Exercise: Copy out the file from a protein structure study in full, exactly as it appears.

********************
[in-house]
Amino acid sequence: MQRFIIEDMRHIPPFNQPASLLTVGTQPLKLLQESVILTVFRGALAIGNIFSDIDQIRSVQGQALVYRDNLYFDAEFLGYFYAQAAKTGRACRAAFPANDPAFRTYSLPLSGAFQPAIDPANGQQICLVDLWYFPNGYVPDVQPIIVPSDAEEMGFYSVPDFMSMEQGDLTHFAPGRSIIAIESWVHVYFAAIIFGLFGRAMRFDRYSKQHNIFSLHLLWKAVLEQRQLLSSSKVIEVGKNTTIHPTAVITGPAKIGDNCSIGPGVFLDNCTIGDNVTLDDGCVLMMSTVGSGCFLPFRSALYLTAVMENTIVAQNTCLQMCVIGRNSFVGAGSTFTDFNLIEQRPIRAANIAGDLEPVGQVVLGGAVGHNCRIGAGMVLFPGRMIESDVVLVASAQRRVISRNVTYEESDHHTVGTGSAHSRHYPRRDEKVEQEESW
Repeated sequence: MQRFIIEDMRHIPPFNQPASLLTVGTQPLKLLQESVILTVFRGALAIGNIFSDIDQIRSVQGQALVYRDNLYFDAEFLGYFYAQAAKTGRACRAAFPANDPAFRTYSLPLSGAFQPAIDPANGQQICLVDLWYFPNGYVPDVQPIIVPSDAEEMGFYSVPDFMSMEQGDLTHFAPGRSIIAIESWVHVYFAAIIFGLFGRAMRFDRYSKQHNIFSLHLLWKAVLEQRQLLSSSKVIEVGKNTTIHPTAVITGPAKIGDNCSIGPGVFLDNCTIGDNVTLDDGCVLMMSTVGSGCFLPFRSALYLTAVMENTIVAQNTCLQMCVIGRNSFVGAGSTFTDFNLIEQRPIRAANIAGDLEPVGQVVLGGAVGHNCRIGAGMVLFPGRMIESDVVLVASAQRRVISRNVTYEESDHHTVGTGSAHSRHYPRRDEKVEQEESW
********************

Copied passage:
[in-house]
Amino acid sequence: MQRFIIEDMRHIPPFNQPASLLTVGTQPLKLLQESVILTVFRGALAIGNIFSDIDQIRSVQGQALVYRDNLYFDAEFLGYFYAQAAKTGRACRAAFPANDPAFRTYSLPLSGAFQPAIDPANGQQICLVDLWYFPNGYVPDVQPIIVPSDAEEMGFYSVPDFMSMEQGDLTHFAPGRSIIAIESWVHVYFAAIIFGLFGRAMRFDRYSKQHNIFSLHLLWKAVLEQRQLLSSSKVIEVGKNTTIHPTAVITGPAKIGDNCSIGPGVFLDNCTIGDNVTLDDGCVLMMSTVGSGCFLPFRSALYLTAVMENTIVAQNTCLQMCVIGRNSFVGAGSTFTDFNLIEQRPIRAANIAGDLEPVGQVVLGGAVGHNCRIGAGMVLFPGRMIESDVVLVASAQRRVISRNVTYEESDHHTVGTGSAHSRHYPRRDEKVEQEESW
Repeated sequence: MQRFIIEDMRHIPPFNQPASLLTVGTQPLKLLQESVILTVFRGALAIGNIFSDIDQIRSVQGQALVYRDNLYFDAEFLGYFYAQAAKTGRACRAAFPANDPAFRTYSLPLSGAFQPAIDPANGQQICLVDLWYFPNGYVPDVQPIIVPSDAEEMGFYSVPDFMSMEQGDLTHFAPGRSIIAIESWVHVYFAAIIFGLFGRAMRFDRYSKQHNIFSLHLLWKAVLEQRQLLSSSKVIEVGKNTTIHPTAVITGPAKIGDNCSIGPGVFLDNCTIGDNVTLDDGCVLMMSTVGSGCFLPFRSALYLTAVMENTIVAQNTCLQMCVIGRNSFVGAGSTFTDFNLIEQRPIRAANIAGDLEPVGQVVLGGAVGHNCRIGAGMVLFPGRMIESDVVLVASAQRRVISRNVTYEESDHHTVGTGSAHSRHYPRRDEKVEQEESW